No one involved in the Sowerby Bridge project is kidding themselves that one sensory garden alone will solve the problem of isolation among the elderly. However, with new research showing that the number of older people feeling lonely will rise by 40 per cent by 2030, every little can and does help. The report, published by the Friends of the Elderly charity, concluded that around seven million over-60s would be reporting loneliness in 2030, compared to 5.25 million today. The predicted rise was in part blamed on a steep growth in the size of the elderly population, together with a decline in marriage, which will leave more people over 60 living alone.

According to Groundwork, which was set up 30 years ago, access to green space is vital for public health, but according to its figures it’s not just the elderly who struggle to reap the benefits.

“There are 20 million people in the UK who are missing out on the benefits of open spaces and this lack of stimulation is detrimental to both health and general wellbeing,” says Adrian Curtis, executive director of Groundwork Leeds. “We’re supporting these regeneration projects because we know that whether it’s a garden for quiet reflection, a place to get closer to nature or simply somewhere to kick a ball about, green spaces play a vital role in our communities.

“They’re places to treasure and we want to mobilise the public, private businesses and politicians to protect and improve them.

“When you have less money, you need more ideas. We now think it’s urgent that everyone with an interest and passion in our parks and green spaces collaborate and develop new ways of working and funding this vital service. We urge everyone to get behind this appeal by making a donation via our website.”

The organisation is currently working on a second project in Norma Hutchinson Park in the Chapletown area of Leeds. Figures show the suburb has much higher levels of obesity and diabetes than elsewhere in the city and Groundwork hopes to tackle it head-on with the introduction of a fitness trail around the main park in a bid to encourage nearby residents outdoors and stem the impact of a sedentary lifestyle.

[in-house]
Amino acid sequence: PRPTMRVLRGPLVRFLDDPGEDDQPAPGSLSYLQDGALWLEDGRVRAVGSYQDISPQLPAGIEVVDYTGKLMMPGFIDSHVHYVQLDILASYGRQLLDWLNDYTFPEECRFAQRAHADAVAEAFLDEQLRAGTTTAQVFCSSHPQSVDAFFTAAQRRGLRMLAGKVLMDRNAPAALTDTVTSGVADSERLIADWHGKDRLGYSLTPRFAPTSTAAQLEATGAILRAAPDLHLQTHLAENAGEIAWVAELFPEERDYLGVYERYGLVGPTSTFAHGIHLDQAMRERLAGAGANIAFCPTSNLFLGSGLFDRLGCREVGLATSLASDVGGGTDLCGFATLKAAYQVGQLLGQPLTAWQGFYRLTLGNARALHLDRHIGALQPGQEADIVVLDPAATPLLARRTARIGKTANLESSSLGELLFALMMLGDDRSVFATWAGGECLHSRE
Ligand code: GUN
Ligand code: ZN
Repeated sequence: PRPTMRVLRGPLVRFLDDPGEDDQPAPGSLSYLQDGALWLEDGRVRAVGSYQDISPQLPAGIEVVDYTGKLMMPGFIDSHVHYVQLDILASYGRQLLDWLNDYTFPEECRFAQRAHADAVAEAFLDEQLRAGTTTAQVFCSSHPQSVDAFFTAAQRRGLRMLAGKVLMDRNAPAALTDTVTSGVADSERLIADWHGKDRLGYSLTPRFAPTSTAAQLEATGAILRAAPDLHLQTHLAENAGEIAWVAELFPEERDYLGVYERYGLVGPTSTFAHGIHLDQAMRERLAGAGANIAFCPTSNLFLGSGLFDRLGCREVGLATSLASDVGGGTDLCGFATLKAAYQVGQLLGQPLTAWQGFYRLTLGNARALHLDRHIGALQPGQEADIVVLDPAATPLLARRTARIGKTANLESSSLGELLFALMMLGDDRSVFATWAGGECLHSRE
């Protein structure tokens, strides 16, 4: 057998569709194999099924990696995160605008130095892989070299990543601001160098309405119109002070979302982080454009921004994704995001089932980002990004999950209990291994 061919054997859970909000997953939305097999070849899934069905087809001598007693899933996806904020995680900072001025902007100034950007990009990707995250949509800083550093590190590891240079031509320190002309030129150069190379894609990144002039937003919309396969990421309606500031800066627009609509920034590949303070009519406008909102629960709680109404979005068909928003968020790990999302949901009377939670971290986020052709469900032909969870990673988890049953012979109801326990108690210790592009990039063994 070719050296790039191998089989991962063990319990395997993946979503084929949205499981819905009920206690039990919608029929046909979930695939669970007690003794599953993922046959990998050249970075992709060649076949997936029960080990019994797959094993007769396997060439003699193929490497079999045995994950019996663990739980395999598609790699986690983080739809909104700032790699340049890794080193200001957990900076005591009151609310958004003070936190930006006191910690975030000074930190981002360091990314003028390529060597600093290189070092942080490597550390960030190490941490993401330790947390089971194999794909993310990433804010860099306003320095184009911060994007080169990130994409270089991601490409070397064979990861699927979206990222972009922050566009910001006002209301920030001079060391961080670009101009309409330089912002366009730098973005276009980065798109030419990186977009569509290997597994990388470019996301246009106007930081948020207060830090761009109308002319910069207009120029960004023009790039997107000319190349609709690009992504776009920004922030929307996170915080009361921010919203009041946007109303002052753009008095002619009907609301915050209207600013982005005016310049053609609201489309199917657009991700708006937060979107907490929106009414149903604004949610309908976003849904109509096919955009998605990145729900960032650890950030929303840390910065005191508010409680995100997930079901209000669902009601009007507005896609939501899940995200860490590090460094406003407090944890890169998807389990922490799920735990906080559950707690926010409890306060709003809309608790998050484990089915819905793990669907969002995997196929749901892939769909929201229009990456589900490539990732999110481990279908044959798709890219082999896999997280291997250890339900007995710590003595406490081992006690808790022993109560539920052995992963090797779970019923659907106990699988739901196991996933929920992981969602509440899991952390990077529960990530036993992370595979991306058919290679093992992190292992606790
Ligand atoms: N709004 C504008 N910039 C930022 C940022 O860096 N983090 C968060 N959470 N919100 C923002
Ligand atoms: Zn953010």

“We hope the fitness trail will allow more people to use the space, meet one another and foster community spirit,” says Adam. “There will be new seating and we will also be planting five large native trees. The idea is to create a welcoming setting, which is not only free to use, but open every day of the year.”

While 34 million people in Britain make regular visits to parks and 68 per cent of those considering the time spent their as important or essential to their quality of life, many are under threat. According to Groundwork, 86 per cent of park managers have reported cuts to revenue budgets since 2010, a trend they expect to continue over the next three years – potentially leading to park facilities being closed, grass left uncut, play areas less regularly cleaned and more anti-social behaviour due to less staff.

“Committees like the ones at Sowerby Bridge provide almost a million volunteer days and raise and estimated £30m each year to support their upkeep,” says Drew Bennelick, head of landscapes and natural heritage at the Heritage Lottery Fund “But more must be done to give them support and expand upon their work.”

• For more details about the X Marks the Spot scheme or to make a donation go to